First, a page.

Army begins inquiry into Arunachal infantry unit ‘unrest’

The Army has ordered a Court of Inquiry to investigate the reasons behind the unrest in an infantry battalion of the Army in the North East last month.

Written by Man Aman Singh Chhina | Chandigarh | Updated: June 19, 2016 5:51 am
Armymen take cover during an encounter at Kunchpura village near Tangmarg, 35 km north of Srinagar, Friday. (Shuaib Masoodi) Highly placed sources inform that the inquiry is headed by an officer of the rank of Brigadier and comprises of two Colonels who are commanding units in the same area (Express photo by Shuaib Masoodi)

THE ARMY has ordered a Court of Inquiry (CoI) to investigate the reasons behind the ‘unrest’ in an infantry battalion of the Army in the North East last month.

Sources said the inquiry panel was headed by a Brigadier rank officer and included two Colonels who are commanding units in the same area. These officers – Brig S K Chawla, Commander 2 Mountain Artillery Brigade, Col P K Singh, CO 502 ASC Battalion and Col Lakshman Singh, CO 11 Grenadiers – are investigating the incidents pertaining to May 11 when a confrontation took place between some jawans of 8 Jammu and Kashmir Rifles (8 JAK RIF) and officers of the unit at a location in Arunachal Pradesh.

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The sources said that Army Rule 180, which pertains to military reputation of a person, has been invoked for several jawans and officers of the unit who are to be examined by the inquiry, which is taking place at Headquarters of 2 Mountain Division in Dinjan.

Among the officers who are to be examined are the then officiating Commanding Officer of the battalion, the Regimental Medical Officer and several other officers. The actual commanding officer of the unit was away on leave when the alleged fracas took place and he was urgently recalled to take over command.

The Army had termed the unrest in the unit as an “emotional response” by a few jawans after a jawan died of a heart attack following a route march. The jawan had earlier complained of some unease but had been medically examined and found fit.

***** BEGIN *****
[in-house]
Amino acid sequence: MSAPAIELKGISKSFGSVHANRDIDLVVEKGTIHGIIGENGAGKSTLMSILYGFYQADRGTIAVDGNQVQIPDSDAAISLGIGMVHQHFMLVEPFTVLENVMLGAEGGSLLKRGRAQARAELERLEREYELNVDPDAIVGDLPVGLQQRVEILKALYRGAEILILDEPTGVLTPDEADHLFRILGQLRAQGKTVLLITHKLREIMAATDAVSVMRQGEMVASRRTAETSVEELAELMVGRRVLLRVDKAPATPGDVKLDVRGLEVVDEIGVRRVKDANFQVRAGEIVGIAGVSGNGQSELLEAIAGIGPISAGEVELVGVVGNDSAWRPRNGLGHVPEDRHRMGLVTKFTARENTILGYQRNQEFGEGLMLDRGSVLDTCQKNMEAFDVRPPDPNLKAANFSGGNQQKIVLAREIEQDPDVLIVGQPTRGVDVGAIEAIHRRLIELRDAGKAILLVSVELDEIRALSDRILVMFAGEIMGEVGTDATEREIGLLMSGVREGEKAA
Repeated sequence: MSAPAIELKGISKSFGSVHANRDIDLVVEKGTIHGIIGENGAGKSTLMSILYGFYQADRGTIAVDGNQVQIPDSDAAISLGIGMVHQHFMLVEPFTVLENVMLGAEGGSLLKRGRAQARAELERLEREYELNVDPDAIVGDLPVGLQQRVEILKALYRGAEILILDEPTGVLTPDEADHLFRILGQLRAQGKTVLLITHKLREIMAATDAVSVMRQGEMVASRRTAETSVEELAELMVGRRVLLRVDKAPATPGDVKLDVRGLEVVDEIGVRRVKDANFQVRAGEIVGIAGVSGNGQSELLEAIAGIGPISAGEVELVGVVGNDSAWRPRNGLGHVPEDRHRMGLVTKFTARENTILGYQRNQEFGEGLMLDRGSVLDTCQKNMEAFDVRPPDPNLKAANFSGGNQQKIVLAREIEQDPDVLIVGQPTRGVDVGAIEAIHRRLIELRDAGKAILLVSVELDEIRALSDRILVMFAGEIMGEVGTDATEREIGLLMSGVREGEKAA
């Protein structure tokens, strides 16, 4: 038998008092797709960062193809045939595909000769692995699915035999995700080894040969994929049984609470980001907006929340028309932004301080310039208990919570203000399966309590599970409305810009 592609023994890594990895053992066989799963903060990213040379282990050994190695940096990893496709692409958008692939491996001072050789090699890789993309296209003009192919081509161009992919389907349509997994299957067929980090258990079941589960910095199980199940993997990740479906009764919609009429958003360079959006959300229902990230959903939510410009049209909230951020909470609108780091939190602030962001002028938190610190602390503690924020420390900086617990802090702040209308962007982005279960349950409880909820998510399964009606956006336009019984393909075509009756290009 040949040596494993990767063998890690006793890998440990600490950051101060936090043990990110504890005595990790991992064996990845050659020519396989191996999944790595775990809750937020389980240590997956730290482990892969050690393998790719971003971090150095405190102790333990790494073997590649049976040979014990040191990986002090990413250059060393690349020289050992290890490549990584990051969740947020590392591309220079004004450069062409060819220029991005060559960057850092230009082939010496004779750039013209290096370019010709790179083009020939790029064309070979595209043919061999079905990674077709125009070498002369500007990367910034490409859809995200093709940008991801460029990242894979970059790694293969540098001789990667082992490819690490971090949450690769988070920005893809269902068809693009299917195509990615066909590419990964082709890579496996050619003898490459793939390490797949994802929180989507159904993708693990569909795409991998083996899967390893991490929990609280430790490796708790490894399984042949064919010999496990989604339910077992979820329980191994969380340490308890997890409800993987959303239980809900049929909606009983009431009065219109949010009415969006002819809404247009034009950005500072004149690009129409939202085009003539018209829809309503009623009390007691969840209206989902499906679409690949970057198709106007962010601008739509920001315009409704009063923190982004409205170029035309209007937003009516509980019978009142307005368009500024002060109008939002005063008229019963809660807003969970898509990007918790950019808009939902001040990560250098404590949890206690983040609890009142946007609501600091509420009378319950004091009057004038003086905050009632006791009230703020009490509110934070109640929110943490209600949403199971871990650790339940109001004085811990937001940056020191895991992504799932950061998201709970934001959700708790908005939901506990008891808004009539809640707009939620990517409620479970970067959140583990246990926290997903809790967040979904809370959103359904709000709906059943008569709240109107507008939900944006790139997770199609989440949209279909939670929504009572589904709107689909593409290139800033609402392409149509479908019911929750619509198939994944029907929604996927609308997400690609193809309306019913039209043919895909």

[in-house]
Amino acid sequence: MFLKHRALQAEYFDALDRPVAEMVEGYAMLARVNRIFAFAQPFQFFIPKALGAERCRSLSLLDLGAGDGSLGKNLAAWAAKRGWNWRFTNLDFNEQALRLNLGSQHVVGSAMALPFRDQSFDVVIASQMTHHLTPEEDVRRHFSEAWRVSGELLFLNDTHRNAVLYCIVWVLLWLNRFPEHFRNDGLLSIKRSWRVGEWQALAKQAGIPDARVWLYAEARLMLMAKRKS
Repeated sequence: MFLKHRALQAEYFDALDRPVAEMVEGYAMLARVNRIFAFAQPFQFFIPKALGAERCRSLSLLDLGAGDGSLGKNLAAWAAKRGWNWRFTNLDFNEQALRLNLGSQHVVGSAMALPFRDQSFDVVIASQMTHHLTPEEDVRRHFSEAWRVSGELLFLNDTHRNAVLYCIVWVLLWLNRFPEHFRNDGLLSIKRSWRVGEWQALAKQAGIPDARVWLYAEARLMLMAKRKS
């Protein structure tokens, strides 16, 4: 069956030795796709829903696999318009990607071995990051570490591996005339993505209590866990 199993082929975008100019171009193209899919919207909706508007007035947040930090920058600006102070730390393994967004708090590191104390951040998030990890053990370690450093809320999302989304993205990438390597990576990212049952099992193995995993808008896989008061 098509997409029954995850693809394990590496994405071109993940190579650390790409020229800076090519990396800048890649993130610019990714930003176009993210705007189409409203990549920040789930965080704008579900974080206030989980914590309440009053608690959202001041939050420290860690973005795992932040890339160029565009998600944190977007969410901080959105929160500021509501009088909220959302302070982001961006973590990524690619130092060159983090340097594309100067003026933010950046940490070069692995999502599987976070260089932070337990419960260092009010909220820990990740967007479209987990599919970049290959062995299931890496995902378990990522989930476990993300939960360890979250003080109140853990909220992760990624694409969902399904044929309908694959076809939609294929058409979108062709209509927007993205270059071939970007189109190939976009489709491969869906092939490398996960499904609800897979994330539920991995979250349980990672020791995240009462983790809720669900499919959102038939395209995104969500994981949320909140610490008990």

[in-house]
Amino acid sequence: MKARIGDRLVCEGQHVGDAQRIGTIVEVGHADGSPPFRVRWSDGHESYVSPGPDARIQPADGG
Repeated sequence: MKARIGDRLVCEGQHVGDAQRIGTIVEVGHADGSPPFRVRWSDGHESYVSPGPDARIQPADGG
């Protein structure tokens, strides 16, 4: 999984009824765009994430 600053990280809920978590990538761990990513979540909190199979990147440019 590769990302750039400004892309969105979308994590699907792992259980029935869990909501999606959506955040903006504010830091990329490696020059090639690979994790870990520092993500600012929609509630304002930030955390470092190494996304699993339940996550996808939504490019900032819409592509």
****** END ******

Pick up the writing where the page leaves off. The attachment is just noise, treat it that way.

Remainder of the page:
The sources said the genesis of the indiscipline shown by some jawans – who raised slogans besides allegedly manhandling officers – lay in the events of preceding days when some jawans had been caught in an out of bounds area. The inquiry is expected to look into the circumstances leading up to the fateful day in detail in order to find out if there was any laxity on the part of anyone.

As a large number of witnesses are to be examined by the CoI, its completion is expected to take time.

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  1. R
    Jun 20, 2016 at 5:24 am
    Army has to pay attention to the style of command in units. During the past, the traditions of unquestioned obedience was prevalent, especially in Infantry. System of personnel administration in the Infantry is different from other arms and services, for good and time tested reasons. Same officers and men serve in the unit ever since joining Army. This promotes camaraderie and sub unit and unit cohesion in battle. This is also the reason why extra attention should be paid to the officer-men relationship. There is certainly a watering down in this aspect across the Army in general. Result of this watering down are the incidences of such unrest of late. Therefore, this aspect needs urgent attention at the highest level. To my mind, it appears that two or three measures can be implemented to improve the officer-men relations. One- Officers be made to spend more time with men both during on duty and off duty hours. This aspect needs strict implementation. Officers in direct command of troops should be given the least commitments by way of commitments like Courts of Inquiry/Boards of Officers and other commitments which take them away from the troops. Two- Company commanders/company officers must have personal interview of each of the man under his command at least once in a month. This MUST be formalised and overseen by the Commanding Officer. Men should be encouraged to bring out their personal problems to their officers during this interview. Problems needing attention should be recorded, action taken, followed up,as required. Three - Team games must be made compulsory and officers MUST take part in these games with out fail. None of these are new. These have been in vogue in the Army, but have declined over a period of time, to the extent that there is hardly any informal interaction between officers and men now. Will the COAS, himself an infantry officer, pay particular attention to this aspect.